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General information about anaplastic lymphoma kinase positive (ALK+) advanced non-small cell lung cancer (NSCLC)

Further information about lung cancer in general and non-small cell lung cancer is available via the NHS website.

There are also a number of independent support groups for those living with ALK positive NSCLC.

The NHS and Cancer Research UK websites have been used as a resource for the information below, unless stated otherwise.

What is lung cancer?1,2

Lung cancer is one of the most common and serious types of cancer. Around 44,500 people are diagnosed with the condition every year in the UK. It accounts for ~13% of all cancers in the UK, being the third most common cancer after breast and prostate cancers.

What are the main types of lung cancer?1

Cancer that begins in the lungs is called primary lung cancer. Cancer that spreads to the lungs from another place in the body is known as secondary lung cancer. This page is about primary lung cancer.

There are two main types of primary lung cancer. These are classified by the type of cells in which the cancer starts. They are:

  • small-cell lung cancer – a less common type that usually spreads faster than non-small-cell lung cancer
  • non-small-cell lung cancer (NSCLC) – the most common type, accounting for more than 80% of cases; can be either squamous cell carcinoma, large-cell carcinoma or adenocarcinoma. Some of the adenocarcinomas are caused by genetic mutations*.

*A mutation is a change that occurs in our DNA sequence, either due to mistakes when the DNA is copied or as the result of environmental factors.

American Cancer Society Website,

Adapted from Rosell et al. Lancet. 2016;387(10026):1354-1355.

The type of lung cancer a patient has determines which treatments are recommended.

What is anaplastic lymphoma kinase (ALK) positive non-small cell lung cancer (NSCLC)?3

Patients with ALK positive NSCLC have an abnormal form of the ALK gene. The ALK gene is located on chromosome 2. This abnormal ALK gene produces a protein known as a kinase that stimulates the growth of the cancer cells. As illustrated above, the ALK genetic mutation accounts for approximately 4% of the adenocarcinoma non-small cell lung cancers.

Who's affected by lung cancer?1

Lung cancer mainly affects older people. It's rare in people younger than 40, and the rates of lung cancer rise sharply with age. Lung cancer is most commonly diagnosed in people aged 70-74.

Although people who have never smoked can develop lung cancer, smoking is the main cause (accounting for over 85% of cases). This is because smoking involves regularly inhaling a number of different toxic substances.

However, the profile of an ALK positive NSCLC patient can be different compared to that of a typical lung cancer patient. ALK positive lung cancer tends to be more common in younger patients (40 to 50 years old) than NSCLC overall (typically aged 70–74 years). It tends to be more common in patients with adenocarcinomas. 70–80% of patients with ALK-positive NSCLC are “never smokers” vs 20–30% previous or current smokers.4 ALK positive lung cancer is often diagnosed at an advanced stage.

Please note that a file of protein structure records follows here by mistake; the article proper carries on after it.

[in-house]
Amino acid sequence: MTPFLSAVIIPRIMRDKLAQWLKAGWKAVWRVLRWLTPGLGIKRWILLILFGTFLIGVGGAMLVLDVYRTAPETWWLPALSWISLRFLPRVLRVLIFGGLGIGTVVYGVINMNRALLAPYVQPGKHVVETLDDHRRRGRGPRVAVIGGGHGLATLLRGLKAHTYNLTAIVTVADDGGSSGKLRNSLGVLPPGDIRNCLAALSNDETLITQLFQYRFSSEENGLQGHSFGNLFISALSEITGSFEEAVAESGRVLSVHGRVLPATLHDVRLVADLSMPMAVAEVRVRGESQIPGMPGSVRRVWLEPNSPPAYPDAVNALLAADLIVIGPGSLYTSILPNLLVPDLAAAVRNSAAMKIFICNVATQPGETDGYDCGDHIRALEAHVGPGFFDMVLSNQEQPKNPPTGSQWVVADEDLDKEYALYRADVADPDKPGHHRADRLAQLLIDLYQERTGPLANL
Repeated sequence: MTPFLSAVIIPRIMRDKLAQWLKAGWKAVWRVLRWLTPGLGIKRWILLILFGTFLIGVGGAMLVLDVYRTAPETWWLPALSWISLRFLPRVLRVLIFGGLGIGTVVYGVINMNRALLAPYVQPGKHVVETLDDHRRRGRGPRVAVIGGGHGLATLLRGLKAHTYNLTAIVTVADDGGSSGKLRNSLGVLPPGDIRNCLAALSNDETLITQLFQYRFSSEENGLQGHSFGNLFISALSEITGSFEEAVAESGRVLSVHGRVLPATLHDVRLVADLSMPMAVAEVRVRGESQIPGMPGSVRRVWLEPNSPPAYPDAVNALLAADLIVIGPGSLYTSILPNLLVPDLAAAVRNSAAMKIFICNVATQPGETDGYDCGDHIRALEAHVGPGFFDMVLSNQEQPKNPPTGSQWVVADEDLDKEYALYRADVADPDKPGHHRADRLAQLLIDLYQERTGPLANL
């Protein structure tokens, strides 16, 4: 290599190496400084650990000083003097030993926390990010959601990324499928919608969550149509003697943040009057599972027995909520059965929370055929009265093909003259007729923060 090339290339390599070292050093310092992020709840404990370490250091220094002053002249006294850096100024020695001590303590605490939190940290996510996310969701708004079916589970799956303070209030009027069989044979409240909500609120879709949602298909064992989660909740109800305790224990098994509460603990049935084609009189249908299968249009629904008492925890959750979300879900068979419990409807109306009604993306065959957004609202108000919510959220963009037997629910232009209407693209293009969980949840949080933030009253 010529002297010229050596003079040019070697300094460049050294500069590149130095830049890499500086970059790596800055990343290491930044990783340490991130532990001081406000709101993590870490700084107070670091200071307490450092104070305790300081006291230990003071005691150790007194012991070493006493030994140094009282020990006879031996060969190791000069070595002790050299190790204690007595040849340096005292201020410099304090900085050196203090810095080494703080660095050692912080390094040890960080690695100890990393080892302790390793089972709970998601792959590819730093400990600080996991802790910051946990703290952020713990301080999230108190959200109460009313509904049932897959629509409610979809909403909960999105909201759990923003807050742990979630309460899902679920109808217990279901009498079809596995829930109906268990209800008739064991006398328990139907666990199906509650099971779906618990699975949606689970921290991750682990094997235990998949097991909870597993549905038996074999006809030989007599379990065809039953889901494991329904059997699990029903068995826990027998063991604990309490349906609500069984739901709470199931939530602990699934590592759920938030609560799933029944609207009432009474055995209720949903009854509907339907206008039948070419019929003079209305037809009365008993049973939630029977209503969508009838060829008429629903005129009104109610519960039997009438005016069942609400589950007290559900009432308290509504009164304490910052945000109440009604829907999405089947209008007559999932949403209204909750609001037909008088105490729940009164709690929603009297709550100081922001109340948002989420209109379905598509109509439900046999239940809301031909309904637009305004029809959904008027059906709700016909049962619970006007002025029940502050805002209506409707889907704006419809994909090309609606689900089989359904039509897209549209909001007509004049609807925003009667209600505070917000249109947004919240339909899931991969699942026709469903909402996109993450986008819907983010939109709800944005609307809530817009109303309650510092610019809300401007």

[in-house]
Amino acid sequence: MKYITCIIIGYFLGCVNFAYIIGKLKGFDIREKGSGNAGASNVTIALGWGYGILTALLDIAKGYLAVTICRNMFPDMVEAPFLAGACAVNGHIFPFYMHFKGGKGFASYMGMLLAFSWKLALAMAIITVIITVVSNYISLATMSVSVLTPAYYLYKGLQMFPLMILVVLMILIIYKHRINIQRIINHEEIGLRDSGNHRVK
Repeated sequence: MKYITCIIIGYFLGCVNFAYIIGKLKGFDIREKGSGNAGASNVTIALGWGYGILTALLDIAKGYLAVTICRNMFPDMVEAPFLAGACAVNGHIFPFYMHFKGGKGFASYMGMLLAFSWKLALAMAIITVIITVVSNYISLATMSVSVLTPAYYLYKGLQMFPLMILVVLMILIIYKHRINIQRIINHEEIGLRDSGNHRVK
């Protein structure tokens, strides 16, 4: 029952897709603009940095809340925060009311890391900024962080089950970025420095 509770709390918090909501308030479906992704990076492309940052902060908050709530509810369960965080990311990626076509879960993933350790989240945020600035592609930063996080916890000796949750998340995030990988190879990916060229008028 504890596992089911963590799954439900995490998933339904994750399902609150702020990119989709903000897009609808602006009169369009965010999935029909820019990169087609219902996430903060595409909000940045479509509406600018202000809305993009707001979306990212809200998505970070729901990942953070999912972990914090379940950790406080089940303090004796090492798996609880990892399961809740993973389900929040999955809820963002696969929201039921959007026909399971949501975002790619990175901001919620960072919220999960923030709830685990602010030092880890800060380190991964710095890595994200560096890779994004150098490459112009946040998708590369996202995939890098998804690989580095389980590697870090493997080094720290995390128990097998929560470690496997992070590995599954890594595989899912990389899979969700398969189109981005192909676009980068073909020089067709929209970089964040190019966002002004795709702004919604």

What are the symptoms of lung cancer?1

Symptoms of lung cancer develop as the condition progresses and there are usually no signs or symptoms in the early stages.

The main symptoms of lung cancer include:

  • a cough that doesn’t go away after two or three weeks
  • a long-standing cough that gets worse
  • persistent chest infections
  • coughing up blood
  • an ache or pain when breathing or coughing
  • persistent breathlessness
  • persistent tiredness or lack of energy
  • loss of appetite or unexplained weight loss

Less common symptoms of lung cancer include:

  • changes in the appearance of your fingers, such as becoming more curved or their ends becoming larger (this is known as finger clubbing)
  • a high temperature (fever) of 38°C (100.4F) or above
  • difficulty swallowing or pain when swallowing
  • wheezing
  • a hoarse voice
  • swelling of your face or neck
  • persistent chest or shoulder pain
How is lung cancer diagnosed and staged?1

A combination of physical examinations, imaging and tumour biopsies may be used in the diagnosis and staging of lung cancer. You can learn more about these methods at NHS UK.

How is lung cancer treated?1

Treatment depends on the type of cancer, how far it's spread and how good a person’s general health is.

If the condition is diagnosed early and the cancerous cells are confined to a small area, surgery to remove the affected area of lung is usually recommended. If surgery is unsuitable due to general poor health, radiotherapy to destroy the cancerous cells may be recommended instead. If the cancer has spread too far for surgery or radiotherapy to be effective, chemotherapy is usually used. Depending on the specific type of cancer, other targeted medicines may be recommended.

Help and support from charities

These charities can give you information, practical advice and support about living with Anaplastic lymphoma kinase positive (ALK+) advanced non-small cell lung cancer (aNSCLC):